Ensuring Sanitation When Designing A Food Plant 

Whether you are building a new food plant, renovating or expanding an existing one, ensuring food sanitation and safety should be the number one concern. The incorporation of sanitary designs prevents the growth of microbes, ensures longer product shelf life, and reduces the chances of foodborne illnesses. This also lowers the risk of a recall and possible lawsuits from consumers. 

If you are designing a new food plant or making changes to an existing one, working with food plant architects Stendel + Reich is beneficial. Experts are highly-qualified and well-versed in the fundamentals of sanitary design. They also know the food safety and sanitation regulations that constantly change. Adhering to these rules is essential to avoid legal issues. 

Overlooked consideration: selection of the facility site 

One of the most significant considerations for food plant sanitation that is often overlooked is the facility site selection. When choosing a location for your food plant, you must ensure that it is not close to sanitary landfills or areas where contamination can easily travel to the site. 

These may also include refineries, chemical plants, raw sewage treatment facilities, and salvage yards. While accounting for the availability of labor, materials, and transportation, do not forget to make this consideration.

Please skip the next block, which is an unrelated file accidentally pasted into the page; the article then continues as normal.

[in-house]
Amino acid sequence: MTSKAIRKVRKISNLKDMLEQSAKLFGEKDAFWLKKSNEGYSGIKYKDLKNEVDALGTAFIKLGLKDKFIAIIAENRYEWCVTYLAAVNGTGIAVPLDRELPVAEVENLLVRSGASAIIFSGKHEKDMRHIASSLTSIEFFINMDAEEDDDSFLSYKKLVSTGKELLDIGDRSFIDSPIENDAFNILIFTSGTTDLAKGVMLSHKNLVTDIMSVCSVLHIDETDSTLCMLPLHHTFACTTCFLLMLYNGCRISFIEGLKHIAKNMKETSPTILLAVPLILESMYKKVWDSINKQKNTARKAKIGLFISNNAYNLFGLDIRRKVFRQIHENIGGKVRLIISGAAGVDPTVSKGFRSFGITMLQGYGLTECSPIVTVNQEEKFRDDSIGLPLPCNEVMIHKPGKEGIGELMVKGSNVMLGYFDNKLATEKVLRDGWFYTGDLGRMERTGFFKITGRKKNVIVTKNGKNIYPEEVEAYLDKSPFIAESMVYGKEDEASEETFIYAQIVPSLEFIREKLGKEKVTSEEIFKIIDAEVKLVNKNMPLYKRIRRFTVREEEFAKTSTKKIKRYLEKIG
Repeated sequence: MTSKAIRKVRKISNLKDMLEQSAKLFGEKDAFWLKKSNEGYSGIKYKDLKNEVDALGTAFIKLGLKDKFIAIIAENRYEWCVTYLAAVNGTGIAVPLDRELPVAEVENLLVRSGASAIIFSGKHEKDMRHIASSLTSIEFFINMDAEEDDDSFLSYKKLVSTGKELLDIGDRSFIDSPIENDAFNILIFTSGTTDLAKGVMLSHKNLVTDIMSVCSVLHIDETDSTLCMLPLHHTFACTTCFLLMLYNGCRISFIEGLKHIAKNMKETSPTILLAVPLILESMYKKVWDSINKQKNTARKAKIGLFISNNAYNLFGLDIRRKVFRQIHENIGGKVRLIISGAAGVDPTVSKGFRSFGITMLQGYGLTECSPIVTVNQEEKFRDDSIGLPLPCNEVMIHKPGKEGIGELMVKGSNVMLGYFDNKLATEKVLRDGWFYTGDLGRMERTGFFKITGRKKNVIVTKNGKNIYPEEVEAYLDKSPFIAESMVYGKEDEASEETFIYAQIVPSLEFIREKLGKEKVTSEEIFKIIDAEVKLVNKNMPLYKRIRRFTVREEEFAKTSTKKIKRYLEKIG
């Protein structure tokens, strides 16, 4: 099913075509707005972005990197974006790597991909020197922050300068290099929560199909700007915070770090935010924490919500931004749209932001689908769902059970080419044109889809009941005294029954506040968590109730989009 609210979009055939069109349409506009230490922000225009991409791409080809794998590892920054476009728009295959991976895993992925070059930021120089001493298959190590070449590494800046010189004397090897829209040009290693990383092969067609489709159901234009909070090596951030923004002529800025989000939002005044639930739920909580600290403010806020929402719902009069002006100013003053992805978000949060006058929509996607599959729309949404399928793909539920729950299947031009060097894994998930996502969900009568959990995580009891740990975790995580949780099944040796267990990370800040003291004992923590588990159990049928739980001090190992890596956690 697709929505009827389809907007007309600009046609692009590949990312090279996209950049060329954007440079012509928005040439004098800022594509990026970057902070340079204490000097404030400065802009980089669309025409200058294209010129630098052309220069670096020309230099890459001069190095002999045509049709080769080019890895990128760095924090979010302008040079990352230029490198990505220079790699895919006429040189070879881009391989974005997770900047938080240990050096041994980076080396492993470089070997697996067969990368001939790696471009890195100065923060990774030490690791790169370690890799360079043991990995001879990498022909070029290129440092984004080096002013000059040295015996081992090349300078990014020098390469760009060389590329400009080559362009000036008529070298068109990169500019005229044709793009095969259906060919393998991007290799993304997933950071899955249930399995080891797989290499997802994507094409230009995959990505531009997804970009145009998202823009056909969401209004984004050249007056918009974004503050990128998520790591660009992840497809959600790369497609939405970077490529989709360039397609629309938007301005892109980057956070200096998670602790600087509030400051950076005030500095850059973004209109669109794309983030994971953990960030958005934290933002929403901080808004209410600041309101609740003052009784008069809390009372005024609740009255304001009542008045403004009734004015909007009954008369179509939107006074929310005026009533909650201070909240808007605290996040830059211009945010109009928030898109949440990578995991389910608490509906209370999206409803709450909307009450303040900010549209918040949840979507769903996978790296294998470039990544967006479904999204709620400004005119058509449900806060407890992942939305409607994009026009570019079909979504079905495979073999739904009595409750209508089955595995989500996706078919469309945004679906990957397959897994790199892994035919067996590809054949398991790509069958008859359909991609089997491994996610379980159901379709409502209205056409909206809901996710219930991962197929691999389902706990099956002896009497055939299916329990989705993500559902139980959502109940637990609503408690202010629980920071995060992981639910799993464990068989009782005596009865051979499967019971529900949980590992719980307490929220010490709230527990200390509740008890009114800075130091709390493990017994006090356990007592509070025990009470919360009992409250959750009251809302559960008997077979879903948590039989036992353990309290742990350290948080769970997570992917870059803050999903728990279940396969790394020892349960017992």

Choosing a location away from areas with higher contamination risks is one step towards maintaining a sanitary and clean facility. You won’t have to go the extra mile to clean the property’s surroundings. 

Key questions when designing your food plant 

  • Which products will be made?

Before finalizing a food plant design, it is essential to determine whether you will be making raw, uncooked, cooked, or ready-to-eat (RTE) products. Also, design considerations for wet and dry are different. 

  • How will these products be made?

Determine the equipment and methods required to make the products in your food plant and how they will be packaged. 

  • How many zones of control will there be? 

If your food plant contains different types of products, such as cooked, raw, and RTE, they will need to be stored in different areas to ensure hygiene. Different products will also need different humidity controls. 

  • Which chemicals will be used for cleaning the plant?

The food plant must be cleaned with the best cleaning materials. Therefore, ensure that the materials used to build the property and the equipment can withstand the harsh chemicals that will be used in the cleaning and sanitation process. Also, ensure no unclean product is mixed with clean products to avoid contamination risks.